colorful microfiber mop strands texture

Accidentally cross-contaminating is easy but there are tools and processes distributors can recommend to help prevent it. Sawchuk lists a few off the bat.  

“Start by training customers not to double dip mops or cloths,” he says. “They should also know to fold cleaning cloths into quadrants and wipe in one direction instead of back and forth — and to change to a new quadrant when required.”  

For the floor, Sawchuk favors upgrading to a double-compartment mop bucket. An even better choice would be an “autoscrubber or no-touch/spray/agitate/vacuum/dry equipment. And be sure customers keep their autoscrubber and the floor of the custodial closet clean,” he adds. 

Dyess agrees that training end users to keep tools and equipment clean is critical in preventing cross-contamination, but she also points to another, simpler fact.  

“One of the best things people can do to help prevent cross-contamination is simply washing their hands,” she says. “Depending on what kinds of germs or bacteria frontline workers might be exposed to, personal protective equipment (PPE) such as gloves or masks should also be recommended.” 

Of course, just selling customers on PPE isn’t enough to prevent the spread of bacteria. Workers must also be trained on the right way to put on and remove PPE.  

“It’s called ‘donning’ and ‘doffing’ and if frontline workers do it wrong, they may accidentally contaminate their hands,” says Thomas.  

Color coding tools is another way distributors can help customers prevent cross-contamination. It’s as simple as segregating tools by task and clearly identifying each task by color. This makes it easier to keep the most dangerous restroom pathogens in the restroom and not accidentally move them through the facility.  

“Color coding makes it easier to clean and less likely to cross-contaminate,” says Sawchuk. But he offers a caveat. “It only works when there has been effective education and training,” which is a clear opportunity for distributors. 

That means ensuring everyone knows what the colors mean and where to use them. While there is no universal standard, most systems use hotter colors for the higher risk areas. This means red cloths, mops and properly labeled chemicals are used on toilets, urinals and restroom floors. Yellow options are for restroom sinks and mirrors. Green tools are for food service areas and blue–labeled products are for general, low risk areas.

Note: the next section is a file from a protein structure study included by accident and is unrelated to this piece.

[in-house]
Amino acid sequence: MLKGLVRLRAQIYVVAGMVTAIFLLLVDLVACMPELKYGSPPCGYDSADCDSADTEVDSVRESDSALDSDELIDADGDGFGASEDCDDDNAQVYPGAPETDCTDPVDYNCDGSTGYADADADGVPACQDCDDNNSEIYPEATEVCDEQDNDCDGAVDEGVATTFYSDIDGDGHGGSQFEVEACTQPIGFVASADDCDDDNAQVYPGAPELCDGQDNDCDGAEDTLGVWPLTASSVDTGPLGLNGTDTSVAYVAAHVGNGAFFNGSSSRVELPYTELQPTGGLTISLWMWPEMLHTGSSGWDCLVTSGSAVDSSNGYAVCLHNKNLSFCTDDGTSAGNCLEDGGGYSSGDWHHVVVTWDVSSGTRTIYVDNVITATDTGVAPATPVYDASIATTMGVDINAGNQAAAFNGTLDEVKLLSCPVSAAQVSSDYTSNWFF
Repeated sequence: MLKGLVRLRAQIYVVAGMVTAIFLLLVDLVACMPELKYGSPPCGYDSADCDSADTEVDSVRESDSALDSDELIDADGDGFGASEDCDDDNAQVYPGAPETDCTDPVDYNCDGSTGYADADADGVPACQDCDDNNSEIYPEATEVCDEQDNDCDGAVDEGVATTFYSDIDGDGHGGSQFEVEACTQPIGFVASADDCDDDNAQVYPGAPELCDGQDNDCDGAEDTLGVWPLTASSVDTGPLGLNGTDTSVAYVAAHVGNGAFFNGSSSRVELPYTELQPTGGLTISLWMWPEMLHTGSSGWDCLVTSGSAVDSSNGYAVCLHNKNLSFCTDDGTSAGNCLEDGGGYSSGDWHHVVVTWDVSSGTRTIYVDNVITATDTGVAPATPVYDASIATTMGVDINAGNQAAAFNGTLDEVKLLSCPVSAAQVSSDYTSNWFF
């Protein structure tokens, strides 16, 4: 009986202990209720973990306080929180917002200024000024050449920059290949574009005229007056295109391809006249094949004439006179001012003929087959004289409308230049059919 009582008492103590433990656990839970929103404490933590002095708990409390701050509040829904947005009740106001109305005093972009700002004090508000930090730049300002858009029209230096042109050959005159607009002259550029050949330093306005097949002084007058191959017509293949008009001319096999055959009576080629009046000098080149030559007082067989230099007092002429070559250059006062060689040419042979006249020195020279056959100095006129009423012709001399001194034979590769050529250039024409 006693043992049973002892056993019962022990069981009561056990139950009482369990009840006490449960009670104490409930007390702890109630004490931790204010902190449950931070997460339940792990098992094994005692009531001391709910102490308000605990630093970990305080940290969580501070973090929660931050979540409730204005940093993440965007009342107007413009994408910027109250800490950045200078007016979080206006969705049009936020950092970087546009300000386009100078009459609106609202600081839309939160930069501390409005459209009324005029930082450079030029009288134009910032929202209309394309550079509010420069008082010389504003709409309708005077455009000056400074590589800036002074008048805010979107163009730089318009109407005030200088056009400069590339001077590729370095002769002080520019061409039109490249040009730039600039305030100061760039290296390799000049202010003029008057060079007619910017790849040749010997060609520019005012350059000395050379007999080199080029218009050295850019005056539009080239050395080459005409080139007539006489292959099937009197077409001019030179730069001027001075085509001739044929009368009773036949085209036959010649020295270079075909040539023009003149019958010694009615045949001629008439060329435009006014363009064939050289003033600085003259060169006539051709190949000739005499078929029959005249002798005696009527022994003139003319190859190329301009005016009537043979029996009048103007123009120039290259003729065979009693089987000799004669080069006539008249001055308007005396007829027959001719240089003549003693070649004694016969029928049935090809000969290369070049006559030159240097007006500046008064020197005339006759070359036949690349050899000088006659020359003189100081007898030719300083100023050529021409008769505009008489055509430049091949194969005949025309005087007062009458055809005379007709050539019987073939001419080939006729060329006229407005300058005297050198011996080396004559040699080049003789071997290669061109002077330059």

“Using color-coded tools projects a more professional appearance to the occupants and users of the facilities, especially when they understand why it is being done,” says Sawchuk. But remember that these are general guidelines. Distributors should be aware that individual facility or building service contractor customers may use their own bespoke color-coding system.  

In addition to recommending appropriate tools, end user customers must be trained on the suitable care of those tools. For example, properly laundering microfiber cloths and mops is crucial to preventing cross-contamination. However, this simple act may be one of the biggest contributors to accidental cross-contamination, according to Dyess. 

“Microfiber mops [and cloths] need to be washed and dried following very specific requirements to maintain their optimal condition,” she says. “Something as seemingly minor as washing at the wrong temperature can permanently damage the microfibers and allow bacteria or debris to remain in the mops. The laundered mop could look clean to the human eye but still be harboring things that contribute to cross-contamination.”   

To combat this, many distributors suggest customers use single-use mops and wipes for cleaning facilities where reducing cross-contamination is critical, such as hospitals, schools, restaurants, and more.  

“Because the mop or wipe is disposed of after use, it helps eliminate the question that laundered versions might present: ‘Is there something still lingering in this?’” she says.  

Dyess also suggests customers pay attention to the condition of the cleaning hardware, such as backer plates, mop frames and handles. If these tools become nicked or hook-and-loop strips get clogged with fibers, the chances of cross-contamination could increase. 

Measuring Success 

Remembering best practices around cross-contamination and how to avoid it can be difficult for busy end users trying to finish jobs as quickly as possible. That’s why Thomas recommends distributors host refresher training sessions regularly, and encourage customers to conduct their own training every couple of weeks.  

“Training has to happen more than just once a year,” he says. “People retain more and adhere to best practices when they get short, frequent reminder sessions.” 

As an example of workers in need of training, Thomas recalls recently observing six different frontline workers disinfecting surfaces. He says all six were doing something different, but worse than that, they were all doing it wrong.  

Cross-contamination unfortunately happens easily and can potentially be deadly. To ensure that efforts to avoid it are working, Sawchuk suggests generating and analyzing the data.  

“Distributors should be prepared to assist end user customers who are interested in driving constant improvements by helping them track, report, monitor, and act on verification data,” he says. “Based on this data, distributors and help suggest the adjustment of custodial tools, equipment, cleaning and disinfecting chemicals, processes/procedures, timing, and frequencies that will result in changes in the verification data of cleaning results.”  

Amy Milshtein is a freelancer based in Portland, Oregon. She is a frequent contributor to Sanitary Maintenance. 

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Tips and Tricks for Keeping Environments Safe and Clean